Wow, so. It's 11:12 PM on a Wednesday, meaning I almost certainly should not be awake, and I haven't written since January. I have a lot of reading and dissecting and analyzing of this last 5 days to do, but first, I'm going to write emotionally, because that is, I think, deserved to most of us after such a week.
I was laying in bed about 20 minutes ago, wrestling with the conversations I've had over the last 18 hours. Who knew that this year I would actually be having a conversation with people about whether Neo-Nazi's should have their beliefs protected by the first amendment and NOT have it be some sort of theoretical political debate among friends. No, in fact, on Saturday Neo-Nazis took to the street of Charlotesville, in a story that has now been well told, and injured dozens. A 32-year-old named Heather is dead, run over in a car style attack that looks eerily like a terrorist attack, but that conservative media is calling a 'car accident.'
Sure, there has been much ado about the 'heroic' GOP saving the day by denouncing racism, but isn't that a pretty low bar?
I was deeply involved in a church I loved when I lived in Albuquerque. The reason I'm not anymore is a story for another blog, but I remain friends with my old church members online, and genuinely enjoy keeping up on their lives in most cases. Tonight, for some reason, I was struck wide eyed in bed, remembering a conversation (can we call Facebook debates conversations?) I had with an old friend and mentor from that church last year, when Trumps 'pussy' comments had just leaked, but the GOP knew they had no other option, politically, to beat Hillary.
I remember distinctly being in tears at my keyboard, that someone who I genuinely thought would have stood up for more fell into the 'locker room talk' line, and didn't allow the buck to stop there, so to speak. I had the same feeling earlier this week when a family member defended Trump in his moral relativity, calling those who protest neo-nazi's and racists essentially just as bad as the *actual* neo-nazi's and racists.
Guys, I am tired this week. I can't believe that an entire YEAR ago I had a conversation that I thought would be the worst one I'd ever have to have about Trump. I was sick to my stomach knowing that such behavior could be tolerated, and defended by men of God, and I cried real tears that people I respected so. much. would be voting for a man who would brazenly brag about his explicit, and probably illegal, interactions with women. I was taken back to dark corners of college parties and dorm rooms and dates, where I suddenly felt unsafe. I was reminded of the jokes that would be made the next day, at my expense. I thought that would be the worst of it, and that come November I wouldn't have to be making these types of completely insane Facebook posts anymore, talking about a presidential candidates sexual assault.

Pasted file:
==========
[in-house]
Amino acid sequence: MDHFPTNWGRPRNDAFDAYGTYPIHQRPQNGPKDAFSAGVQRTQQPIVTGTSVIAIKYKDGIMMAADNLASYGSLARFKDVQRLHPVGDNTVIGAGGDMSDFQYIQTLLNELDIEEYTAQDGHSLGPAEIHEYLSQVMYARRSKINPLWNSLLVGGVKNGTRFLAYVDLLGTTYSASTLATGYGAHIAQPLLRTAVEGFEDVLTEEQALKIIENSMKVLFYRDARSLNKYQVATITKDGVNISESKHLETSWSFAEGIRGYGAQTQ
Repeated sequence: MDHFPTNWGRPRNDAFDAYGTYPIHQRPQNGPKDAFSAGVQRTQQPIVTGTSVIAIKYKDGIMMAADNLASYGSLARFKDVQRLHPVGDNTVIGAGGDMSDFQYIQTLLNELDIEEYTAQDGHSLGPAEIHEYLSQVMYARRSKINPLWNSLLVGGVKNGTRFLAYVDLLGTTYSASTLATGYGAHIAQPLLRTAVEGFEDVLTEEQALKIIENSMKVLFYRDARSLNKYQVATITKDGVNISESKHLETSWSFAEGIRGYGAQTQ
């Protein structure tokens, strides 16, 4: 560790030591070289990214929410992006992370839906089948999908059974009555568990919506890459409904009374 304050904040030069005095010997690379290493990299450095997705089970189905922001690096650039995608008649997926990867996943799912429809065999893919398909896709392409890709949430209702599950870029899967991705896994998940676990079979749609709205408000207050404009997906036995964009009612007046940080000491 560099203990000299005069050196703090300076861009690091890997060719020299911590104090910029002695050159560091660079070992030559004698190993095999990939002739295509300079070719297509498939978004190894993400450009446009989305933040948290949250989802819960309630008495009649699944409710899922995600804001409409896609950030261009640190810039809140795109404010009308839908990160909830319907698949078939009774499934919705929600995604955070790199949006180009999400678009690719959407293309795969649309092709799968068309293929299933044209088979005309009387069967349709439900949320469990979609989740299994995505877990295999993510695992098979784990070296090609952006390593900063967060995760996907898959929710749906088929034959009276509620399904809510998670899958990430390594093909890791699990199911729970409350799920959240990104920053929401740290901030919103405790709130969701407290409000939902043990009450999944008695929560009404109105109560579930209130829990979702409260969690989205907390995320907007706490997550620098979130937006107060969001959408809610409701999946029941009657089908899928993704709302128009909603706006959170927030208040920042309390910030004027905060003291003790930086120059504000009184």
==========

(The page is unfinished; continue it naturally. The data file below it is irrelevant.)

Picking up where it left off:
But, here we are. The people who defended him last year have made nice statements on racism and neo-nazi's, but *basically* none of them have rebuked Trump specifically by name, just the 'act of racism' and the disgust with those marching in Charlotesville. But even their small little posts about how upset they are now are making me insane. Does anyone else feel this way?
Does anyone else feel like somehow we had to get to fighting ACTUAL NAZI'S to get any serious anger coming out of the church against Trump? How come none of my friends listened to me last year when we had these hard conversations? Why do they get to be the good guys when its convenient for them? I'm sad. Heartbroken. We have a very, very long fight ahead of us, if speaking out against the most overt white supremacy our country has seen in decades somehow is getting these people a medal.
I'm not done, in fact, just beginning. But tonight, I'm brought back to those conversations a painful year ago, and I can't. believe. we're here.